Brickey v. Amazon.com, Inc.

Summarized by:

  • Court: Intellectual Property Archives
  • Area(s) of Law: Copyright
  • Date Filed: 07-18-2014
  • Case #: SA-13-CA-961-XR
  • Judge(s)/Court Below: United States District Court for the Western District of Texas
  • LexisNexis Citation: 2014 U.S. Dist. LEXIS 97479
  • Westlaw Citation: 2014 WL 297979
  • Full Text Opinion

When the defendant is the rightfully owner of media which is the basis for a copyright infringement claim, not infringement can occur.

Opinion (Rodriguez): Mr. Herman Brickey ("Brickey") produced a music album in June of 2009. The album, in CD format, continued to be listed as a product for sale in spite of Brickey's request that the CD sales be discontinued.

On October 23, 2013 Bricker filed a Complaint alleging a violation of the Copyright Act. Brickey, a pro se Plaintiff filed for summary judgment on February 21, 2014.

According to Fed. R Civ. P. 56(a), Summary judgment is requires that there be "no genuine dispute as to any material fact and the movant is entitled to judgment as a matter of law." Brickey failed to submit much evidence to the Court for the Court to review.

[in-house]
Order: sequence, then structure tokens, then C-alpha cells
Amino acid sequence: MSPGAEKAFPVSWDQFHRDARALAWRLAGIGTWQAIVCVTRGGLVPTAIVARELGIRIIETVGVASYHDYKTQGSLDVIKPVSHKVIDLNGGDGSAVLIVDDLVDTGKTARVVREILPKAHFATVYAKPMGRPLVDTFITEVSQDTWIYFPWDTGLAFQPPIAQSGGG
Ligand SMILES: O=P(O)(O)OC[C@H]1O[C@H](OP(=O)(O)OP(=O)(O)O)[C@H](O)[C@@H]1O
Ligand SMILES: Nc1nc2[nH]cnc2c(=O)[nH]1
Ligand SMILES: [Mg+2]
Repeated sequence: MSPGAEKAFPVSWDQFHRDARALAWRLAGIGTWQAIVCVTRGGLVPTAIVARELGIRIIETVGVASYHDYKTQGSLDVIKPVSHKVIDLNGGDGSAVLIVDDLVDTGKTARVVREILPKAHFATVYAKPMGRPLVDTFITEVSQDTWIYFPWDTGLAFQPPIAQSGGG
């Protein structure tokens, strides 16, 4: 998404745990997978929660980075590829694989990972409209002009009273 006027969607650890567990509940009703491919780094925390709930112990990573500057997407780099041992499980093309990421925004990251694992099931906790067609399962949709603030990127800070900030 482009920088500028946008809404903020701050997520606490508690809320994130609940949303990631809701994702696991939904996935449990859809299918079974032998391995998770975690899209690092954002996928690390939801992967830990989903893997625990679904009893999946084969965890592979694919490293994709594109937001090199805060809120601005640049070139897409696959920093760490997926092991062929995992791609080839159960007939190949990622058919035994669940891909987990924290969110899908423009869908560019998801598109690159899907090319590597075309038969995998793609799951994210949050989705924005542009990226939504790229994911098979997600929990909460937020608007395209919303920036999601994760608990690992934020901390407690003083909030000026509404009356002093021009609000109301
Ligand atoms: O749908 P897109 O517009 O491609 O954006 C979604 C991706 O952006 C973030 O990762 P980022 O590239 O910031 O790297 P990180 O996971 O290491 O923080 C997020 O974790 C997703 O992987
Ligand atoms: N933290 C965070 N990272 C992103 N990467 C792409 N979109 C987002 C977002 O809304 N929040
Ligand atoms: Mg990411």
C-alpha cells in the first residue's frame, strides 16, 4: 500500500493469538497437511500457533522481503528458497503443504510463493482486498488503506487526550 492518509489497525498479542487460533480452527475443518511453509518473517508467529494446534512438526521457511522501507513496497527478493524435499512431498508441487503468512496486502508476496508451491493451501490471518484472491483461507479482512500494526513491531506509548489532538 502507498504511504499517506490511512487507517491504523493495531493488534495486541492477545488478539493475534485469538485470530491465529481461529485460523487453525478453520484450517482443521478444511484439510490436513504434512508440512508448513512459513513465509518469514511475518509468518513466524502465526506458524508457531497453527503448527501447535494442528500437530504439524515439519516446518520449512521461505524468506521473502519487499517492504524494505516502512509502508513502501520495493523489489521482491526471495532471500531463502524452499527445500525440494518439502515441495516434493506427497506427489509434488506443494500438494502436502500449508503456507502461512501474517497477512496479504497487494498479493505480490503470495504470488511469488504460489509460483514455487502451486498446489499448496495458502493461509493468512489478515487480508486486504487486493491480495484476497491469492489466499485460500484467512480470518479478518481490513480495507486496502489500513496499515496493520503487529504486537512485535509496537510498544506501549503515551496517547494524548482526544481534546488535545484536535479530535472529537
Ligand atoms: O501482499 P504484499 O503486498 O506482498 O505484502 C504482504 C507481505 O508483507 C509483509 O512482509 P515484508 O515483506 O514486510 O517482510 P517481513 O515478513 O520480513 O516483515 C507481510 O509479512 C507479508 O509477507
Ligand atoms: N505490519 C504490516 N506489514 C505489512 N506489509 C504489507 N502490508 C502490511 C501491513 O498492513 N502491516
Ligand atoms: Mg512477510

In order to establish a prima facie case, the Court outlined the elements that must be met in a copyright infringement case. A plaintiff must show "(1) ownership of a valid copyright, and (2) copying [by the defendant] of constituent elements of the work that are original."

Ownership of a copyright, in this case, is not in dispute. Brickey provided the Court with certificate of registration and Amazon ("Defendant") does not dispute Brickey's valid ownership of the copyright.
The Court then analyzed the second element of a prima facie case, the copying of the constituent elements. No copying occurred, the CD was listed as a product for sale. The Court determined that Amazon had purchased the CD copies it listed for sale on its website and therefore was the rightful owner of the copies sold.

According to 17 U.S.C. § 109(a) and the "first sale" doctrine, copyright infringement cannot occur in this case because the Defendant was the rightful owner of the CD.

As such, the case was DISMISSED.

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